Total cost of Brottier Hall fire still unknown

Photo by Casey Chafin | The Duquesne Duke. A sprinkler in Brottier Hall. More than 50 rooms suffered water damage after a grease fire broke out July 21.

Photo by Casey Chafin | The Duquesne Duke.
A sprinkler in Brottier Hall. More than 50 rooms suffered water damage after a grease fire broke out July 21.

By Casey Chafin| The Duquesne Duke

Duquesne University staff members are still calculating the total damage caused by the July 21 grease fire that broke out in a Brottier apartment, according to a university spokeswoman.

A resident in an apartment on the 14th floor started a grease fire while cooking just before 10 p.m., Karen Ferrick-Roman of Public Affairs confirmed. Although it was extinguished before fire crews arrived, it set off sprinklers on several floors, causing water damage to 50 apartments, said Ferrick-Roman.

Brottier resident Catherine Hull was in her 15th floor apartment the night the fire happened.

“I was just in my bedroom and it was just the one night that I had planned on going to bed early,” Hull said. “I was in the middle of brushing my teeth and then the fire alarm went off.”

She said it took her a couple minutes to realize it was the fire alarm, since she had just moved into the building for the summer and did not know what the building’s alarm sounded like.

“I grabbed my shoes and whatever I could find and ran out, with toothbrush in hand,” she said.

The fire set off the sprinklers on parts of the 15th, 14th and 12th floors. Fourteen residents were placed in alternate housing due to the damages.

Hull’s room was not one of the ones affected and she was able to return that night.

Duquesne spokeswoman Rose Ravasio said the total cost of the damages is still being evaluated.

Ryan Thomas and Andrew DeMarco moved into their apartment on the 12th floor last week, and although they were not there during the fire, they say they are benefitting from it.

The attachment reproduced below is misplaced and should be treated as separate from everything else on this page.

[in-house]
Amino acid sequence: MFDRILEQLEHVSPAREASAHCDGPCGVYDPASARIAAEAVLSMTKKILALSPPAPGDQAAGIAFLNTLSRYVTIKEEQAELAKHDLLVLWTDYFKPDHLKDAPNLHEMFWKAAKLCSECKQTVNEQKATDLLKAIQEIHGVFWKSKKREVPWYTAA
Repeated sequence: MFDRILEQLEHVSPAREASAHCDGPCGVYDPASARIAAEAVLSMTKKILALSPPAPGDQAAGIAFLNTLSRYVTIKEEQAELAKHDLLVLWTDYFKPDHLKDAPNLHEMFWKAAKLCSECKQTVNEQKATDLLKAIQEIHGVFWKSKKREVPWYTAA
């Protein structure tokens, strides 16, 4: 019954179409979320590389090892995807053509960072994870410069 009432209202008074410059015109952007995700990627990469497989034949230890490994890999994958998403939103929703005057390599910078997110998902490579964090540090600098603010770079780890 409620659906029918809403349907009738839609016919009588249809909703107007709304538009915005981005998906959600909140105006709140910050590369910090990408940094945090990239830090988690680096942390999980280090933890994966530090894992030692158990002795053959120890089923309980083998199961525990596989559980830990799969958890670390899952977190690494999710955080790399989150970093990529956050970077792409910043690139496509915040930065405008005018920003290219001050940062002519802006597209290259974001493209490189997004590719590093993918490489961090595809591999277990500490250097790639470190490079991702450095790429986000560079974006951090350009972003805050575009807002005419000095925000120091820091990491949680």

“Everything, all like the carpet is brand new, the couch is brand new, they just repainted the whole wall,” DeMarco said. “They redid a lot of the stuff in the bathroom too. Everything is new.”

The roommates agreed they are content with the way the university handled the cleanup process.

“I don’t know what it looked like [immediately after the fire], but it looks nice now,” Thomas said.

Hull said the university brought in restoration crews. The crews were moving in and out of the building for about two weeks, with their trucks and equipment filling the streets around the hall.

At this point, all of the affected rooms have been restored, according to Ferrick-Roman.

DeMarco said he thinks Brottier apartments would be safer from fires in general if the kitchens had a ventilation system or came with fire extinguishers.

“If you have a functional kitchen, it doesn’t make sense not to have vents,” he said. “We put a fan in ours just so it doesn’t get too crazy.”

James O’Connor, captain of Pittsburgh Bureau of Fire Station 4, said grease fires are unlike regular fires and must be handled with caution.

“Never put water on it,” O’Connor said. “Putting water on it would be like putting gasoline on it. It explodes. Smother it. That’s the thing you can do, is smother it. If you have a pot lid, put it over it.”

He also said a wet dish towel can be thrown over the fire to extinguish it.

O’Connor also emphasized prevention.

“Just keep the flames away from the grease,” he said. “I know you’re cooking, there’s a flame underneath there. But try to keep the flame away from the grease.”

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